LA and San Francisco may be offering a lot of really good free entertainment this summer, but New York City tops both of them with a richly varied, non-stop offering of entertainment to choose from all summer long: much of it stuff that you would happily pay to see, from great concerts to cool exhibits. Topping this list is David Byrne's Playing The Building (Friday, Saturday, Sunday Noon to 6PM) at the Battery Maritime Building (10 South St.), which has been extended through August 24th. If you are making a visit to NYC by then, make time in your schedule to include this hands-on sound exhibit.
As explained by the former Talking Heads member in the video below, the idea for this unique installation came about after he realized that you "could turn the space into a musical instrument by attaching machines to the various parts of the structure." In conjunction with the wonderful NYC arts group Creative Time, who specialize in transforming soon to be demolished or restructured old city buildings into cool art spaces for their final days, Byrne took over this lower Manhattan decades-abandoned ferry terminal (soon to be remodeled) and turned it into a giant musical instrument.
Byrne and company painstakingly created this giant musical instrument by hooking up a series of sound-generating gizmos, strategically positioned throughout the empty cavernous old ferry building, and connecting them, via long cables, draped down and across the ceiling and back down to the keys on an old organ (the only thing on display in the otherwise completely empty building), which in turn causes the whole building to vibrate and resonate into a myriad of hypnotic noises/sounds. Fun!
The non-musical (in the traditional sense of the word) industrial sounds generated when hitting the keys on the beautiful old wooden organ are divided into three distinct types: vibration, wind, and striking. And these types collectively range in various sounds from a slow mechanical groan (best to hold your finger on the organ key to maintain this effect, I found) emanating from the tall skylight space down the far end of this long building (once used to house passengers waiting for a ferry home to Brooklyn), to the pounding of a metal beam or pillar high above, to the tapping sound inside a heating pipe on the wall to the right of the organ, or the almost flute like blowing of a long narrow copper pipe (as outlined by Byrne in the video clip of the installation below).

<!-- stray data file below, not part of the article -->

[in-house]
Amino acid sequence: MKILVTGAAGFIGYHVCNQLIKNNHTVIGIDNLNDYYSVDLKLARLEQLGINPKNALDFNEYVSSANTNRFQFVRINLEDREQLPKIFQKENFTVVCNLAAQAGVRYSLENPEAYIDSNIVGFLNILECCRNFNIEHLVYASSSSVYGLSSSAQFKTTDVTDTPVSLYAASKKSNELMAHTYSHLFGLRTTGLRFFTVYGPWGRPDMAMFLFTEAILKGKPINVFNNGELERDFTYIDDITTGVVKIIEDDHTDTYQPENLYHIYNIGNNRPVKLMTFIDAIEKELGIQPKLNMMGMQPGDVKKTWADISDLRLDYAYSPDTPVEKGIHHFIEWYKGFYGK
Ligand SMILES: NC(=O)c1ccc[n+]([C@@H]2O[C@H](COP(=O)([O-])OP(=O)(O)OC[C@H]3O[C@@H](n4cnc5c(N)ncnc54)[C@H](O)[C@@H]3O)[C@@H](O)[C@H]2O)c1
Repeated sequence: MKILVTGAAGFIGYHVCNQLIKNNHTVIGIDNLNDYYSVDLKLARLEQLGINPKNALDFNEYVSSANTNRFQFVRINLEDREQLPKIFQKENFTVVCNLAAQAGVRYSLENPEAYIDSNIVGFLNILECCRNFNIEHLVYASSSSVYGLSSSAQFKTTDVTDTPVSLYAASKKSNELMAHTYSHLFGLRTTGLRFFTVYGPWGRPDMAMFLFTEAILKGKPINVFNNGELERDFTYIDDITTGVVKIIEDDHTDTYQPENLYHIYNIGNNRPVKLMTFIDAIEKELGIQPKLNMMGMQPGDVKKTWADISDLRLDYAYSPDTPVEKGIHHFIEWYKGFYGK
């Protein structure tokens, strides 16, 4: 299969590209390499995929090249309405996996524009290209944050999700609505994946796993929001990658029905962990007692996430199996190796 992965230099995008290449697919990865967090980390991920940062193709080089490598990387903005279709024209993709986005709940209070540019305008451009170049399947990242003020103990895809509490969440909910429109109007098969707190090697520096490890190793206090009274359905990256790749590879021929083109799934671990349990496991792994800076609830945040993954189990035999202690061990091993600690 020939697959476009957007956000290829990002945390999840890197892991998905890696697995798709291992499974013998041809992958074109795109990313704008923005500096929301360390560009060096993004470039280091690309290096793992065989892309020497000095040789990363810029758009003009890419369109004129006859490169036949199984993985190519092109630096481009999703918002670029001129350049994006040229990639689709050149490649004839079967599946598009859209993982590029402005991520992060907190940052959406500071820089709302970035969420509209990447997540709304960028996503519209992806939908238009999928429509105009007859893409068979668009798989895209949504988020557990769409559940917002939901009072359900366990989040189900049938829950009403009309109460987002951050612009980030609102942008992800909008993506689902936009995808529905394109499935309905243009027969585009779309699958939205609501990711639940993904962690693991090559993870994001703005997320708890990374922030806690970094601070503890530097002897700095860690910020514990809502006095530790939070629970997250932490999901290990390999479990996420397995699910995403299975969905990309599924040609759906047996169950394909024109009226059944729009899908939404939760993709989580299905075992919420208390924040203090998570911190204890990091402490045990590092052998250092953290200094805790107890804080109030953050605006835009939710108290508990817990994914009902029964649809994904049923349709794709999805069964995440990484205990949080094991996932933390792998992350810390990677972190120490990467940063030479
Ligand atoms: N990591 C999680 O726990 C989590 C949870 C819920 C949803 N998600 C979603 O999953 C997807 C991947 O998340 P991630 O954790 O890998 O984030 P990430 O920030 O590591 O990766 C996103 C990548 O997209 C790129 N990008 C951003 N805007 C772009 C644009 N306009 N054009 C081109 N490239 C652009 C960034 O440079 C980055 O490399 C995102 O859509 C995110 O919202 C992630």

Behind a sign painted on the floor that invites visitors to "PLEASE PLAY," exhibit-goers line up for their turn to sit down at the organ to tap out the keys' connected to the building's various industrial sounds. When the exhibit first opened last month (and when the video above was shot) the lines to get on the organ were long (meaning an hour or more of a wait) and snaked throughout the building, but when my friend and I attended over the weekend the wait time was short: only about 8 to 10 minutes.
Even without prompting no one hogged the instrument for longer than a minute or two. Everyone, including the little girl ahead of us (pictured at top), assimilated to the instrument instantly and the fact that a spotlight shines down on the organ and its player made each attendee's unrehearsed hands-on performance seem like an official recital, with many players, including that little girl, generating a loud applause.
Should you make it to the exhibit, be sure to pick up a cool souvenir poster of the installation for just a dollar on the way out of Maritime Building. It's a large two-sided color poster with an image of the installation on one side and a detailed description of it on the other. For someone like me, a big fan of sampling urban found sounds, getting to play this unique organ was a real treat and I recommend you do the same if you are around NYC before August 24th.
For more information visit either David Byrne's site or Creative Time's.